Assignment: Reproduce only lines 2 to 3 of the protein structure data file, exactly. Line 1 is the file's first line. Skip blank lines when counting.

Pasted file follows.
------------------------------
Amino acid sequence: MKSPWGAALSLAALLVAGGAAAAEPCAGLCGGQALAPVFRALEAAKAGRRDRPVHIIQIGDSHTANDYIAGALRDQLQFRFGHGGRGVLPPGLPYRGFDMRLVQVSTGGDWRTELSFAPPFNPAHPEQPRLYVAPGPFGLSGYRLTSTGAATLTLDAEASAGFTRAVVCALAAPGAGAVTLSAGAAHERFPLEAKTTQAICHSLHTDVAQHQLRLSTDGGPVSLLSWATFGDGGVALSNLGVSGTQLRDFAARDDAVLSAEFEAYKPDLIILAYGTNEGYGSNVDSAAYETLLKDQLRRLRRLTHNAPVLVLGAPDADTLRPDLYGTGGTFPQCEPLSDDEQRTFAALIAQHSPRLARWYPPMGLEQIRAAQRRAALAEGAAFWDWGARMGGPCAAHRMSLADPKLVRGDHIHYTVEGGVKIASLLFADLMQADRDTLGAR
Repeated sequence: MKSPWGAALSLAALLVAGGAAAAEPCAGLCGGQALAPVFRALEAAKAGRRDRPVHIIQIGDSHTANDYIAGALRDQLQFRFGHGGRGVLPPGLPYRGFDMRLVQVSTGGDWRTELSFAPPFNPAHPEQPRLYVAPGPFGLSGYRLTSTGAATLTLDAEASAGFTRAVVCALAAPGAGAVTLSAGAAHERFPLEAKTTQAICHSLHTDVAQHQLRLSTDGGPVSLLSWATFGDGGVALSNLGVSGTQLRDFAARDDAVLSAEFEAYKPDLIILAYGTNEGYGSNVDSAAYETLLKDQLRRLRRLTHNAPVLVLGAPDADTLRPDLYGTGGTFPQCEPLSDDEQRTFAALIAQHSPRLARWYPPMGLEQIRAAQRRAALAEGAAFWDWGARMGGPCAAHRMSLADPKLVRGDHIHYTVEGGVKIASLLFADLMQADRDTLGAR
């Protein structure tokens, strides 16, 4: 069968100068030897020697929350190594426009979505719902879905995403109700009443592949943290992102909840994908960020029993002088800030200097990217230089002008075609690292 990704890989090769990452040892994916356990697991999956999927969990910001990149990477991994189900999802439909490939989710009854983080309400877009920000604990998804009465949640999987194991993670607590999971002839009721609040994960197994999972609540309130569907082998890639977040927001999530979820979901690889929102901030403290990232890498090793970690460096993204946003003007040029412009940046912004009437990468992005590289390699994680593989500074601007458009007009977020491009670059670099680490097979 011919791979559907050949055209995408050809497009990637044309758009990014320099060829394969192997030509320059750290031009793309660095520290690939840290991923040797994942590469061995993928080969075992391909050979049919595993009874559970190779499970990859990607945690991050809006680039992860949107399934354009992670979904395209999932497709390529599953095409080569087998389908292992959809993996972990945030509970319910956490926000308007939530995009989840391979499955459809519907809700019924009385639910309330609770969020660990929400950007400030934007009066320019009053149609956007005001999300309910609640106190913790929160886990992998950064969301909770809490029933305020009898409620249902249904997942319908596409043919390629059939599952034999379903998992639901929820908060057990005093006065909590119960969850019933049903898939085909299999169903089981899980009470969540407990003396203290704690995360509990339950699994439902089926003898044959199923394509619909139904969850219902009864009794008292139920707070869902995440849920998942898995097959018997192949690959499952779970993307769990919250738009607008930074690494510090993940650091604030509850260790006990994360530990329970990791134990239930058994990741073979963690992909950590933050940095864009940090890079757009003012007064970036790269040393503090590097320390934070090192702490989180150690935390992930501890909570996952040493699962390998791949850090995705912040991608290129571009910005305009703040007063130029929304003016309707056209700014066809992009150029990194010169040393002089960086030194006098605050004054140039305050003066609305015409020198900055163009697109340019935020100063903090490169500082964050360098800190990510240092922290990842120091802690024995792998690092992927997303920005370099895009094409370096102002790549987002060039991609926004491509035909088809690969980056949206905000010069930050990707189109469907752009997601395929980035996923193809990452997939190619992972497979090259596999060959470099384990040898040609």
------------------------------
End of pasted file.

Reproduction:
Repeated sequence: MKSPWGAALSLAALLVAGGAAAAEPCAGLCGGQALAPVFRALEAAKAGRRDRPVHIIQIGDSHTANDYIAGALRDQLQFRFGHGGRGVLPPGLPYRGFDMRLVQVSTGGDWRTELSFAPPFNPAHPEQPRLYVAPGPFGLSGYRLTSTGAATLTLDAEASAGFTRAVVCALAAPGAGAVTLSAGAAHERFPLEAKTTQAICHSLHTDVAQHQLRLSTDGGPVSLLSWATFGDGGVALSNLGVSGTQLRDFAARDDAVLSAEFEAYKPDLIILAYGTNEGYGSNVDSAAYETLLKDQLRRLRRLTHNAPVLVLGAPDADTLRPDLYGTGGTFPQCEPLSDDEQRTFAALIAQHSPRLARWYPPMGLEQIRAAQRRAALAEGAAFWDWGARMGGPCAAHRMSLADPKLVRGDHIHYTVEGGVKIASLLFADLMQADRDTLGAR
């Protein structure tokens, strides 16, 4: 069968100068030897020697929350190594426009979505719902879905995403109700009443592949943290992102909840994908960020029993002088800030200097990217230089002008075609690292 990704890989090769990452040892994916356990697991999956999927969990910001990149990477991994189900999802439909490939989710009854983080309400877009920000604990998804009465949640999987194991993670607590999971002839009721609040994960197994999972609540309130569907082998890639977040927001999530979820979901690889929102901030403290990232890498090793970690460096993204946003003007040029412009940046912004009437990468992005590289390699994680593989500074601007458009007009977020491009670059670099680490097979 011919791979559907050949055209995408050809497009990637044309758009990014320099060829394969192997030509320059750290031009793309660095520290690939840290991923040797994942590469061995993928080969075992391909050979049919595993009874559970190779499970990859990607945690991050809006680039992860949107399934354009992670979904395209999932497709390529599953095409080569087998389908292992959809993996972990945030509970319910956490926000308007939530995009989840391979499955459809519907809700019924009385639910309330609770969020660990929400950007400030934007009066320019009053149609956007005001999300309910609640106190913790929160886990992998950064969301909770809490029933305020009898409620249902249904997942319908596409043919390629059939599952034999379903998992639901929820908060057990005093006065909590119960969850019933049903898939085909299999169903089981899980009470969540407990003396203290704690995360509990339950699994439902089926003898044959199923394509619909139904969850219902009864009794008292139920707070869902995440849920998942898995097959018997192949690959499952779970993307769990919250738009607008930074690494510090993940650091604030509850260790006990994360530990329970990791134990239930058994990741073979963690992909950590933050940095864009940090890079757009003012007064970036790269040393503090590097320390934070090192702490989180150690935390992930501890909570996952040493699962390998791949850090995705912040991608290129571009910005305009703040007063130029929304003016309707056209700014066809992009150029990194010169040393002089960086030194006098605050004054140039305050003066609305015409020198900055163009697109340019935020100063903090490169500082964050360098800190990510240092922290990842120091802690024995792998690092992927997303920005370099895009094409370096102002790549987002060039991609926004491509035909088809690969980056949206905000010069930050990707189109469907752009997601395929980035996923193809990452997939190619992972497979090259596999060959470099384990040898040609």